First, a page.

What happened to the word ‘sin’?

Published 12:00 am Wednesday, August 3, 2011

While attending a peer support group for people with alcohol addiction, I was relieved to have them tell me that I had a disease. This was over 35 years ago, but I remember that day like it was yesterday. The meeting was held in New Orleans.

I couldn’t wait to get home and tell Jeanne that my drunkenness was caused by a disease. She looked at me a little puzzled and asked, “What does that mean?” I answered, “It means that everything I did was not my fault. I’m sick.” She didn’t buy into that, and today I’m grateful.

It was a few years later that I learned from reading the Bible it was a lust of the flesh. In Galatians, chapter 5, verses 19, 20 and 21, it refers to drunkenness (not drinking) as as much of a sin as adultery, fornication, idolatry, hatred and murder, to name a few. It goes on to warn us that whoever continues to do such things will not enter the Kingdom of Heaven.

Keep in mind that this is not my opinion; it’s what the Word of God says.

Calling a sin a sin is seldom or never mentioned in today’s churches. Why? Because it may offend some of the people, and that would be detrimental to church growth.

Years ago, Karl Menninger, M.D., wrote a book titled “Whatever Became of Sin.” During the ‘60s, America experienced riots, campus rebellions and so-called sexual freedom. Most Americans sensed trouble was brewing…something was wrong, but none dared call it sin.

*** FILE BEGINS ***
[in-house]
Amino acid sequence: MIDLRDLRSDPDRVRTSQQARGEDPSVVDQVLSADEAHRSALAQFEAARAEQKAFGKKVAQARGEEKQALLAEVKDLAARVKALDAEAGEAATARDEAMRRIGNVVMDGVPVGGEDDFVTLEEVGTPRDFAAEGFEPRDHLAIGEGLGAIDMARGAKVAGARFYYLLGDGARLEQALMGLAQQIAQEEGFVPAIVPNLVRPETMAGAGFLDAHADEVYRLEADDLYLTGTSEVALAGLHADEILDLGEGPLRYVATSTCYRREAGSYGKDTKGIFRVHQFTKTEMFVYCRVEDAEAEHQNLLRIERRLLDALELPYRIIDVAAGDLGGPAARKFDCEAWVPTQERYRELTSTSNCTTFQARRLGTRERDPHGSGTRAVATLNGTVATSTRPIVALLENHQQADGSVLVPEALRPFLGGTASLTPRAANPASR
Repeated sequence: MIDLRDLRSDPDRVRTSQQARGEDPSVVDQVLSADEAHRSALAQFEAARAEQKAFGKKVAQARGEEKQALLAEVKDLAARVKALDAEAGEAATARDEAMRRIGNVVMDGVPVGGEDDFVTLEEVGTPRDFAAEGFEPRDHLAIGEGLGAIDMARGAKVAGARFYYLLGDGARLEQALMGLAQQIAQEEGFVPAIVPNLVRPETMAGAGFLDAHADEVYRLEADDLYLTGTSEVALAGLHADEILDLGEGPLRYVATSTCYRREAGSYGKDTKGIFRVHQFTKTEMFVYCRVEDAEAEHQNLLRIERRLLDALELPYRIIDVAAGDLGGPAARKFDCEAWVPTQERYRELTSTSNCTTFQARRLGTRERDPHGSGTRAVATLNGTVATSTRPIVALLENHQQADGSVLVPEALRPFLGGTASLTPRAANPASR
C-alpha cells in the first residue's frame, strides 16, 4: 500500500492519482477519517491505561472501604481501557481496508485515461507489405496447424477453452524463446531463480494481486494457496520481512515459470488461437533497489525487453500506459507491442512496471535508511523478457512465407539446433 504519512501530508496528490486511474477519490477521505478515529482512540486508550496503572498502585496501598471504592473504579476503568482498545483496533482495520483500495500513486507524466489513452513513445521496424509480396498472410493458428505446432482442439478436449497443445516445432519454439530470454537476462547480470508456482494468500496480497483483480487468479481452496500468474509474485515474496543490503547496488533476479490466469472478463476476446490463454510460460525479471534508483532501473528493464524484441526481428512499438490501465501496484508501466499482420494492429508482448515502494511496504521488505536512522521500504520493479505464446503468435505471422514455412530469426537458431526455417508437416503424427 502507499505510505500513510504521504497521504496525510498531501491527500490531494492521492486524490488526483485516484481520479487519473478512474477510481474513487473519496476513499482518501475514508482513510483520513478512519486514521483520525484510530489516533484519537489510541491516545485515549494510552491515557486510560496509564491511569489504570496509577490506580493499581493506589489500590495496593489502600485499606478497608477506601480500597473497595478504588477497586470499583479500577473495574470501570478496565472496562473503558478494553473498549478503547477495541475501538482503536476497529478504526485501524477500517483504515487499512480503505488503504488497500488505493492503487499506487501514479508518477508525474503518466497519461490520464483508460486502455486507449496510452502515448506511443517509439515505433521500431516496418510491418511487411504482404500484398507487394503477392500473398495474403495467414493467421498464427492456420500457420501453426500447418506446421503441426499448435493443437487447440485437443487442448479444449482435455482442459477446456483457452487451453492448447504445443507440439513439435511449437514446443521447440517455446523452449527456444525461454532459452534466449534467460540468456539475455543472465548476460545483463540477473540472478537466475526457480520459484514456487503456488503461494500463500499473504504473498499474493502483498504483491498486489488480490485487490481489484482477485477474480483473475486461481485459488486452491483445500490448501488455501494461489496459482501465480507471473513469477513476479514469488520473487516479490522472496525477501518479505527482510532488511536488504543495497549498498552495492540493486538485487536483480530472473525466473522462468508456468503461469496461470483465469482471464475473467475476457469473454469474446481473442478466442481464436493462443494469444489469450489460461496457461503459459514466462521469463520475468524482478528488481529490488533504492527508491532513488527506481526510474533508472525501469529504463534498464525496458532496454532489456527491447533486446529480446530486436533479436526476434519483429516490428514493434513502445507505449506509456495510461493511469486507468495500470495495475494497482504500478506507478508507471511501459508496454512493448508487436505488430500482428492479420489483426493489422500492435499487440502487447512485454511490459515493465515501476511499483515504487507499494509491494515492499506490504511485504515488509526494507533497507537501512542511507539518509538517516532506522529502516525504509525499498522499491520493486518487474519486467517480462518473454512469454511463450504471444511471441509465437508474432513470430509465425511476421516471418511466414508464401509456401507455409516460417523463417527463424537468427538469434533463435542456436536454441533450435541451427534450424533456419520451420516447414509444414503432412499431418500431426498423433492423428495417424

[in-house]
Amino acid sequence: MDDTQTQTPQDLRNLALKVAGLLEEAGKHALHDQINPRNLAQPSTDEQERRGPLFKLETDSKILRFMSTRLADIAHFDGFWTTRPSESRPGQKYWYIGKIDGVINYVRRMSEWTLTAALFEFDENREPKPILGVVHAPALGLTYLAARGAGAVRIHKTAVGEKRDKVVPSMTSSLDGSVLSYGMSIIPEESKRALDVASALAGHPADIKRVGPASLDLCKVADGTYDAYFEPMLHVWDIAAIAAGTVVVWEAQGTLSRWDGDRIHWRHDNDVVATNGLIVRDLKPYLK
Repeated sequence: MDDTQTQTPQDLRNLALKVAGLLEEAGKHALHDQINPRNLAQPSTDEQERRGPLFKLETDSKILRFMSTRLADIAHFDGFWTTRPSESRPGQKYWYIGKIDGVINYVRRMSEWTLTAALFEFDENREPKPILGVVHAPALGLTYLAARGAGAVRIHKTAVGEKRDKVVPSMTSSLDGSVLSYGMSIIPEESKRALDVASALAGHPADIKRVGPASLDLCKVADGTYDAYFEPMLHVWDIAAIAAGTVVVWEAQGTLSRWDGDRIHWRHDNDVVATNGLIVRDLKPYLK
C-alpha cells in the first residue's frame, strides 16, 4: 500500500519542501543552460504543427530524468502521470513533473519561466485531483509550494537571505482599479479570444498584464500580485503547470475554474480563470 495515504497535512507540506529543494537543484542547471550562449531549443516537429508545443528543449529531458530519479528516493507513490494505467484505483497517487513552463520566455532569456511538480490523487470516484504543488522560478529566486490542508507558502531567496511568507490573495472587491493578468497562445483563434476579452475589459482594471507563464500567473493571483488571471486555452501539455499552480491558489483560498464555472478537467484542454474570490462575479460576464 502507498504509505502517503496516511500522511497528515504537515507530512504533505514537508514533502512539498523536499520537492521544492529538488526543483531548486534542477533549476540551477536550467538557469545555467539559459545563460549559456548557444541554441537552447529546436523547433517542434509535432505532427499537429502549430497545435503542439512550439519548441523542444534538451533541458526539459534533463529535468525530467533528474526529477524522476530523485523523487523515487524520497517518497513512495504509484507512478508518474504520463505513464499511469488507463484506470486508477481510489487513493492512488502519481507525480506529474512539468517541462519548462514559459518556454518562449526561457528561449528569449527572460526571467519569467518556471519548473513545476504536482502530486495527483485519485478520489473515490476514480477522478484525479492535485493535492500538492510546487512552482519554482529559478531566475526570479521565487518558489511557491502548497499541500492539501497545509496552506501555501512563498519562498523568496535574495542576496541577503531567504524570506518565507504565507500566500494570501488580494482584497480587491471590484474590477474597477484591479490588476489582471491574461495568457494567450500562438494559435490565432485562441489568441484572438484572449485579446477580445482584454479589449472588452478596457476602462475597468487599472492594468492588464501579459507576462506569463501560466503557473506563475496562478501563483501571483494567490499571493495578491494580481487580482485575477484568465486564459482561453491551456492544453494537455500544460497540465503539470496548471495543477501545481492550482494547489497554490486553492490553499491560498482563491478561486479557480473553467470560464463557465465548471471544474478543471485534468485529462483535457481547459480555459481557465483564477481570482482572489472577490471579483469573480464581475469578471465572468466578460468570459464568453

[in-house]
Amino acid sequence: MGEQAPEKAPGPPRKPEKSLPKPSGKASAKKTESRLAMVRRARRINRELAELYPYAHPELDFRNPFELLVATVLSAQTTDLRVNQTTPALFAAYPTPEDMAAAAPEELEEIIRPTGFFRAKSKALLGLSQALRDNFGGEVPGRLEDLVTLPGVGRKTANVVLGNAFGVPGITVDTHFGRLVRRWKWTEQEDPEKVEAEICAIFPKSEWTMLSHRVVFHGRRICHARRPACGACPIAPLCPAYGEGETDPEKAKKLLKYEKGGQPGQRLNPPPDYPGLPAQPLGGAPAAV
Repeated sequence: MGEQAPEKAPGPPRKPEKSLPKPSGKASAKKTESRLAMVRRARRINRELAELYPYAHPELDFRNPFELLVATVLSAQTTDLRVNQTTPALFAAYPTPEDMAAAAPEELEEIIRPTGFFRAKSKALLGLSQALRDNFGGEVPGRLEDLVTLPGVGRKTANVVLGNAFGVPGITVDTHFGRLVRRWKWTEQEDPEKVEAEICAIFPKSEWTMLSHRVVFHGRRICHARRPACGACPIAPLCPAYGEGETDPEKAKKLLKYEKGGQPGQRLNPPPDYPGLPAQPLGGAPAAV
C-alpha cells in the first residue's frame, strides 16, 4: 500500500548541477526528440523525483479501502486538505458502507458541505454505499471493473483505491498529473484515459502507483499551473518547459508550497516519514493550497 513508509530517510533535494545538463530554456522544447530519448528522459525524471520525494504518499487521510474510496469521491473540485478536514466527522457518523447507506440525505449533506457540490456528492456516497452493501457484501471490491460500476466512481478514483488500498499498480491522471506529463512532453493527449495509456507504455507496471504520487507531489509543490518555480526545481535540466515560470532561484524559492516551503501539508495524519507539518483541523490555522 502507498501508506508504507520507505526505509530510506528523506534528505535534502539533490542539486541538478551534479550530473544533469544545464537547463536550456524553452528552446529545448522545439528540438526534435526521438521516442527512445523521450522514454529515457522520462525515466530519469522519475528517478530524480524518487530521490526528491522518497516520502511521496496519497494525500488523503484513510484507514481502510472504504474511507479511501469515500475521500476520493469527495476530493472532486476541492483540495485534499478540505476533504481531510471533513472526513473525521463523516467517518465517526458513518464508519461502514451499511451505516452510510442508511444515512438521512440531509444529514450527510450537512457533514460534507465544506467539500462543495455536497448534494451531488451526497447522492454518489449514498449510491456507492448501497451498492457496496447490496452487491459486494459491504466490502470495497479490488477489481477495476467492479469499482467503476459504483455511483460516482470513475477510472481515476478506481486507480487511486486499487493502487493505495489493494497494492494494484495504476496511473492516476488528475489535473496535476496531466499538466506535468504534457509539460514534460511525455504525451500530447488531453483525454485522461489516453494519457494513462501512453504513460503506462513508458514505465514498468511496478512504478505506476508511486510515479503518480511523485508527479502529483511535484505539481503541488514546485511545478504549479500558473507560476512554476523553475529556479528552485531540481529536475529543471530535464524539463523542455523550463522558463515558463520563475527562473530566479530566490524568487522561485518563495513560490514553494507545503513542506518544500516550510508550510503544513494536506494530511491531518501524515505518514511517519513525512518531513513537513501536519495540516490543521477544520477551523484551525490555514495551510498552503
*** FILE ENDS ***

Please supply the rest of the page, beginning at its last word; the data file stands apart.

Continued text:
As Americans, we all acknowledge that prayer is needed. In fact, each year the president calls for a National Day of Prayer.

In 1953, President Eisenhower used the following prayer that President Lincoln used in 1863:

It is the duty of nations as well as of men to own their dependence upon the overruling power of God, to confess their sins and transgressions in humble sorrow, yet with assured hope that genuine repentance will lead to mercy and pardon.

Since then, no president has mentioned sin as a national failing.

Can you imagine a modern president beating his breast on behalf of the nation and praying, “God, be merciful to us sinners?” Maybe it’s time.

If you have any questions or comments, please write to Get High on Life, P.O. Drawer U, Reserve, LA 70068, call 985-652-8477, or email hkeller@comcast.net.